Article Text

SP0023 Role of microparticles in inflammation
  1. J. Distler
  1. Department of Internal Medicine 3, University of Erlangen-Nuremberg, Erlangen, Germany


Microparticles are a heterogeneous population of small membrane-coated vesicles that represent subcellular elements for cell signaling and intercellular communication in inflammation. Microparticles can be released by virtually all cell types upon activation or apoptosis although, depending upon their origin, they can vary in size, biochemical composition and biological effects. Microparticles contain a wide array of biologically active molecules such as proteins, lipids and nucleic acids. Furthermore, microparticles can transfer cytokines, receptors, RNA and DNA to modulate the properties of target cells. As MPs appear in the blood in increased numbers in many rheumatic diseases, they may also represent novel biomarkers. This talk will summarize the current knowledge about microparticles as regulators of inflammation in rheumatic diseases.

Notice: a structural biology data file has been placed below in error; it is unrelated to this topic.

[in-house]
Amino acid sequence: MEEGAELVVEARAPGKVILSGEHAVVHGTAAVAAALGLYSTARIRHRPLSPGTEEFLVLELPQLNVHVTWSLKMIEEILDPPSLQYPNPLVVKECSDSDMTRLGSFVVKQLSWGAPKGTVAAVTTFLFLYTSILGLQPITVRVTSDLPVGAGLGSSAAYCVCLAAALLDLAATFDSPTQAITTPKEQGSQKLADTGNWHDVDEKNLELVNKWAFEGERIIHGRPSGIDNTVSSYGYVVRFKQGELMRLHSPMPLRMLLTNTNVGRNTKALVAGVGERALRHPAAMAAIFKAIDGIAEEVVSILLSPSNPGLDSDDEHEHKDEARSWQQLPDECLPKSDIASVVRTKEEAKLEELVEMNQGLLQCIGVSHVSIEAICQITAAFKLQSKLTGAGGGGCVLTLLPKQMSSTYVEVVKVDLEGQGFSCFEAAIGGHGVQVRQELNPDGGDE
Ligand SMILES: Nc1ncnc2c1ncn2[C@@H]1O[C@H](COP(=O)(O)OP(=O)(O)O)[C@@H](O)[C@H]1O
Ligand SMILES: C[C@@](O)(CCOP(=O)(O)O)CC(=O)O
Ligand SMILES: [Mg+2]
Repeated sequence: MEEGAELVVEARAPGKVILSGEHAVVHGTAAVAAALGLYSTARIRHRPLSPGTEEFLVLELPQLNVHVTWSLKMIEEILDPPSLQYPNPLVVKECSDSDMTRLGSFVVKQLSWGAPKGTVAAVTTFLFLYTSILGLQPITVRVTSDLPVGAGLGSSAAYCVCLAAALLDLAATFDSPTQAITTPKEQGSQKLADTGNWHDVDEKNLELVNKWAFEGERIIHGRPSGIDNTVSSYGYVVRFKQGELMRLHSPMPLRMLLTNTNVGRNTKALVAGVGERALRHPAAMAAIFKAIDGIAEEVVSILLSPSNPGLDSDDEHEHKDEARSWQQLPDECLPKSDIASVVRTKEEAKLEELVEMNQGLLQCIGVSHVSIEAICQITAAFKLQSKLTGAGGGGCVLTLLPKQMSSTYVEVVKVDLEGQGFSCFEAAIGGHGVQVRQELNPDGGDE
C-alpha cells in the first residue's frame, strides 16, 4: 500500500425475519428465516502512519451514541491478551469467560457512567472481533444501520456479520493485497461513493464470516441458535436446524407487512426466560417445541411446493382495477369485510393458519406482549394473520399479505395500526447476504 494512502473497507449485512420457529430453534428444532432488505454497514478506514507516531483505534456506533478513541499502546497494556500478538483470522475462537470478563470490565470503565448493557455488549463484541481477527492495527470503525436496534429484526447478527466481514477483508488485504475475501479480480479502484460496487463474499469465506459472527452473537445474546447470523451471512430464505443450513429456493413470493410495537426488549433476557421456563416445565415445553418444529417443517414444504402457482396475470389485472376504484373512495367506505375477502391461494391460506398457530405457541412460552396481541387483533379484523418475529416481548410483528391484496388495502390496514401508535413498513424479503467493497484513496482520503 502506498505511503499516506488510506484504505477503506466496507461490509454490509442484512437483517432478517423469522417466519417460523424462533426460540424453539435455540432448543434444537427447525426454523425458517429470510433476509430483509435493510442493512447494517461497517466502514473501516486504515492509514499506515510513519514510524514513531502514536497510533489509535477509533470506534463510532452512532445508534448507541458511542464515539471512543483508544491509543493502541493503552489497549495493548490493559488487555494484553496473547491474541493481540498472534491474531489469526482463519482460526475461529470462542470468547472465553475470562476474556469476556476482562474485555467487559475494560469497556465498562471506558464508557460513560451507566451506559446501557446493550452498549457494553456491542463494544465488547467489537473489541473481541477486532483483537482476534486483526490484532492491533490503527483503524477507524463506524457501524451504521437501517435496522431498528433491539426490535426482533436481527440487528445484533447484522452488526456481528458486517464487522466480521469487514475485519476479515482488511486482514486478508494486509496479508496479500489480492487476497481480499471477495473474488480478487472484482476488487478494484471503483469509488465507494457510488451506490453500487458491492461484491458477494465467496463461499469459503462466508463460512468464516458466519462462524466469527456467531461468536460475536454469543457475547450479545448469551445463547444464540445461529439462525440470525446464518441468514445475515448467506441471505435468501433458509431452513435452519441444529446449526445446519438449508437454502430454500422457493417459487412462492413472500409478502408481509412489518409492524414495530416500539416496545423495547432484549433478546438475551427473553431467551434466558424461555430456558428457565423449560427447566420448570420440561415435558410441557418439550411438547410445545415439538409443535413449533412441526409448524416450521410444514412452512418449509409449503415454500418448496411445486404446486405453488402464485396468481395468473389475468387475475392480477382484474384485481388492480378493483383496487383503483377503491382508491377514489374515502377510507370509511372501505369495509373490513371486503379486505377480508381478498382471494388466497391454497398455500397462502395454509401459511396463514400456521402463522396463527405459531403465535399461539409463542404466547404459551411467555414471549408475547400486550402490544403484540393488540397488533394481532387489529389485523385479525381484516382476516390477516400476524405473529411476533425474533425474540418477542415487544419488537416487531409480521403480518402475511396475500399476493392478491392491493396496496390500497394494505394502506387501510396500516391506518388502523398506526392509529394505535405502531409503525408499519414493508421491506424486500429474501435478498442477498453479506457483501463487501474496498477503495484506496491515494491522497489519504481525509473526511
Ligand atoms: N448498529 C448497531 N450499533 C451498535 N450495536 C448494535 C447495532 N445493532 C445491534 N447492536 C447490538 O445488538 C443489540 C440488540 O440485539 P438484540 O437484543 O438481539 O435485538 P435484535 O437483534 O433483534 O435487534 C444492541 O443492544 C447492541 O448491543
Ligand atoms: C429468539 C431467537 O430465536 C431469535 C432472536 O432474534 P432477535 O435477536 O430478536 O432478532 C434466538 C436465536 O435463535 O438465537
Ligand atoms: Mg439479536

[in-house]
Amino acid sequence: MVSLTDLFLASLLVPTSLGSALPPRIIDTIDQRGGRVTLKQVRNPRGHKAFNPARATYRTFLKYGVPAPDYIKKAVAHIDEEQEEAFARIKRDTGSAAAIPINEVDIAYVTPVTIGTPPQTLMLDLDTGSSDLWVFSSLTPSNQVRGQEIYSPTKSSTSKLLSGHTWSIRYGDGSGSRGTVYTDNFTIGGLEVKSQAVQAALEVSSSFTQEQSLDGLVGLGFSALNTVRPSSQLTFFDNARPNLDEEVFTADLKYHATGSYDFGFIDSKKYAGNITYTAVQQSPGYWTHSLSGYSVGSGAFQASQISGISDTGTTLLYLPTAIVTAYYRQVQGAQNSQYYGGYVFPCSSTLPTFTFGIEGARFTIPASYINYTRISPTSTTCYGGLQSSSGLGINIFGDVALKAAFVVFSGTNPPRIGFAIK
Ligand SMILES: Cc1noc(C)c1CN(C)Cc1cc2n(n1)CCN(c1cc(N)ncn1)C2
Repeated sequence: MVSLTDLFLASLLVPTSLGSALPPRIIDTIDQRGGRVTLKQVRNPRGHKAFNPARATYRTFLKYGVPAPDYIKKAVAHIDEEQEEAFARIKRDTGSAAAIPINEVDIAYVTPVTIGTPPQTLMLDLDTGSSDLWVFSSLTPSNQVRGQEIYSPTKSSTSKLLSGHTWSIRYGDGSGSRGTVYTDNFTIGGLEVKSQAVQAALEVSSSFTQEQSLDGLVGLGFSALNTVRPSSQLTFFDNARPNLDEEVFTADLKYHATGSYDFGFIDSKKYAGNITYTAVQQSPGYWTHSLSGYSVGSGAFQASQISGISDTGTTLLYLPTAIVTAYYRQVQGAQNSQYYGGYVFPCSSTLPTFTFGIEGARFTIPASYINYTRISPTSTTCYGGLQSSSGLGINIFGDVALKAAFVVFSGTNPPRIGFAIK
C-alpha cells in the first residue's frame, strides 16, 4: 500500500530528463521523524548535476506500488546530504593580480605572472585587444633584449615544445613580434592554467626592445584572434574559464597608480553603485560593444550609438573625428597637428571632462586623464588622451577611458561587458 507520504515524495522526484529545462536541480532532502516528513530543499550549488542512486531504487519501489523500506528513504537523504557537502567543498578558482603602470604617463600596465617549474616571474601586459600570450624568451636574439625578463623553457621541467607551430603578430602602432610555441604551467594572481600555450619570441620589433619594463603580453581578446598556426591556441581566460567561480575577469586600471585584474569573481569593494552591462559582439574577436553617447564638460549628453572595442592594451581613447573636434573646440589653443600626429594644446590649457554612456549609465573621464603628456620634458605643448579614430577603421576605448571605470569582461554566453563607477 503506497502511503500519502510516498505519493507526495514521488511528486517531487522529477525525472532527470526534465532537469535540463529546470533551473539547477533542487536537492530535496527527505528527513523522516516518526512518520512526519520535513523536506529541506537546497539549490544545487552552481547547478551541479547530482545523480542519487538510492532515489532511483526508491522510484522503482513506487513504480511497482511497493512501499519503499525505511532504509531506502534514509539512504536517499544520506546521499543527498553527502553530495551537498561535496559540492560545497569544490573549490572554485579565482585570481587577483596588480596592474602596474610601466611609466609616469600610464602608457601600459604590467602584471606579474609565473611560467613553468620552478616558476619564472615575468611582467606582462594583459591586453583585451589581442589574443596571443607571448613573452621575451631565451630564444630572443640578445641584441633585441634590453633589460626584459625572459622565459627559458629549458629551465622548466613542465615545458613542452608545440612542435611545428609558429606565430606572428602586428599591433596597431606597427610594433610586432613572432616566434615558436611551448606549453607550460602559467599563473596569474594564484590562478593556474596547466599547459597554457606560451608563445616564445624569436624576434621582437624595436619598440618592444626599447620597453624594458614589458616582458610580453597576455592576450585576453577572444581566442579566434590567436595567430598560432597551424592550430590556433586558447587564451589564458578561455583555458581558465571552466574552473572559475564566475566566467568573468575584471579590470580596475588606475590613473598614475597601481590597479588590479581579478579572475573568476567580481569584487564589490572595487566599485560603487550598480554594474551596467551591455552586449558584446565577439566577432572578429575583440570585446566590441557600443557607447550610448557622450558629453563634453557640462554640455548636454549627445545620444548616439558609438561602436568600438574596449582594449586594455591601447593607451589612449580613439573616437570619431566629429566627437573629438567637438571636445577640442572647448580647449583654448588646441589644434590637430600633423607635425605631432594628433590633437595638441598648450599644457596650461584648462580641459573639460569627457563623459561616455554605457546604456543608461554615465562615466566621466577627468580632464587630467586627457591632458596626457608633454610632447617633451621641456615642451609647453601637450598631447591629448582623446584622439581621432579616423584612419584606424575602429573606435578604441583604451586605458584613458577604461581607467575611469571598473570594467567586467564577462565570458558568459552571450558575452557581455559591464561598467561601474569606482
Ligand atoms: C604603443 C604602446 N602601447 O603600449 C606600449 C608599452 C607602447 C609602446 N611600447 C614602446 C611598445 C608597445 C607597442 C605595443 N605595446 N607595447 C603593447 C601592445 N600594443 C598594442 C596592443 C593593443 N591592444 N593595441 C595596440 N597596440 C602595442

Disclosure of Interest None Declared

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